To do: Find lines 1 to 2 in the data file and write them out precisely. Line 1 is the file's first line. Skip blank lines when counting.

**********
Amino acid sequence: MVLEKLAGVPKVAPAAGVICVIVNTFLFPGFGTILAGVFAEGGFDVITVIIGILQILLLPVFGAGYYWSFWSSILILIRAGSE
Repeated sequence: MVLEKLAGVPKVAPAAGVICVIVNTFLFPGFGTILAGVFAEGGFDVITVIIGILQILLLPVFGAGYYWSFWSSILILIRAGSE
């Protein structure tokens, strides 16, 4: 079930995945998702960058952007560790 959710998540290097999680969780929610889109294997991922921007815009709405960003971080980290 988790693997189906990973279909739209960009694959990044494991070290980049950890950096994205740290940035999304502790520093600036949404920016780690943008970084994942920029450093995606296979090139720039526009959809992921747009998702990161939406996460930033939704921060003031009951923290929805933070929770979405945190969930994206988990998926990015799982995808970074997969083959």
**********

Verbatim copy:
Amino acid sequence: MVLEKLAGVPKVAPAAGVICVIVNTFLFPGFGTILAGVFAEGGFDVITVIIGILQILLLPVFGAGYYWSFWSSILILIRAGSE
Repeated sequence: MVLEKLAGVPKVAPAAGVICVIVNTFLFPGFGTILAGVFAEGGFDVITVIIGILQILLLPVFGAGYYWSFWSSILILIRAGSE